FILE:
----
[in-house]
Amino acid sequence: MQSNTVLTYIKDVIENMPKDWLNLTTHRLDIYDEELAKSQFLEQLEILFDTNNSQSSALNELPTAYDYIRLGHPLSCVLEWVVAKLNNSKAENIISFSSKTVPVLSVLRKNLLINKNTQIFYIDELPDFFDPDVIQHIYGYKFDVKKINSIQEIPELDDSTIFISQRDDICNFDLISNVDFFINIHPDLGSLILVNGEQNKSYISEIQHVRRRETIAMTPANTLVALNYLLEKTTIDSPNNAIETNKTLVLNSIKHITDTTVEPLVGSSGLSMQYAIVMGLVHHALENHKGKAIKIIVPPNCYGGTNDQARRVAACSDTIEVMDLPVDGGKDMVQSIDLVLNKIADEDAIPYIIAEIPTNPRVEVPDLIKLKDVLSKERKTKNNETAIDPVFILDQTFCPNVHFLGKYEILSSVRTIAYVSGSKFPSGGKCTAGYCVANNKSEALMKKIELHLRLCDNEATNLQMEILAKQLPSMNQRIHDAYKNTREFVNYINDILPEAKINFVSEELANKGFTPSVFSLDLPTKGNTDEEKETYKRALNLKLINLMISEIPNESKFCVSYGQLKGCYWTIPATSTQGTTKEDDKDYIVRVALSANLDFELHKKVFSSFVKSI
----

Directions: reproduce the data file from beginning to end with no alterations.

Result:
[in-house]
Amino acid sequence: MQSNTVLTYIKDVIENMPKDWLNLTTHRLDIYDEELAKSQFLEQLEILFDTNNSQSSALNELPTAYDYIRLGHPLSCVLEWVVAKLNNSKAENIISFSSKTVPVLSVLRKNLLINKNTQIFYIDELPDFFDPDVIQHIYGYKFDVKKINSIQEIPELDDSTIFISQRDDICNFDLISNVDFFINIHPDLGSLILVNGEQNKSYISEIQHVRRRETIAMTPANTLVALNYLLEKTTIDSPNNAIETNKTLVLNSIKHITDTTVEPLVGSSGLSMQYAIVMGLVHHALENHKGKAIKIIVPPNCYGGTNDQARRVAACSDTIEVMDLPVDGGKDMVQSIDLVLNKIADEDAIPYIIAEIPTNPRVEVPDLIKLKDVLSKERKTKNNETAIDPVFILDQTFCPNVHFLGKYEILSSVRTIAYVSGSKFPSGGKCTAGYCVANNKSEALMKKIELHLRLCDNEATNLQMEILAKQLPSMNQRIHDAYKNTREFVNYINDILPEAKINFVSEELANKGFTPSVFSLDLPTKGNTDEEKETYKRALNLKLINLMISEIPNESKFCVSYGQLKGCYWTIPATSTQGTTKEDDKDYIVRVALSANLDFELHKKVFSSFVKSI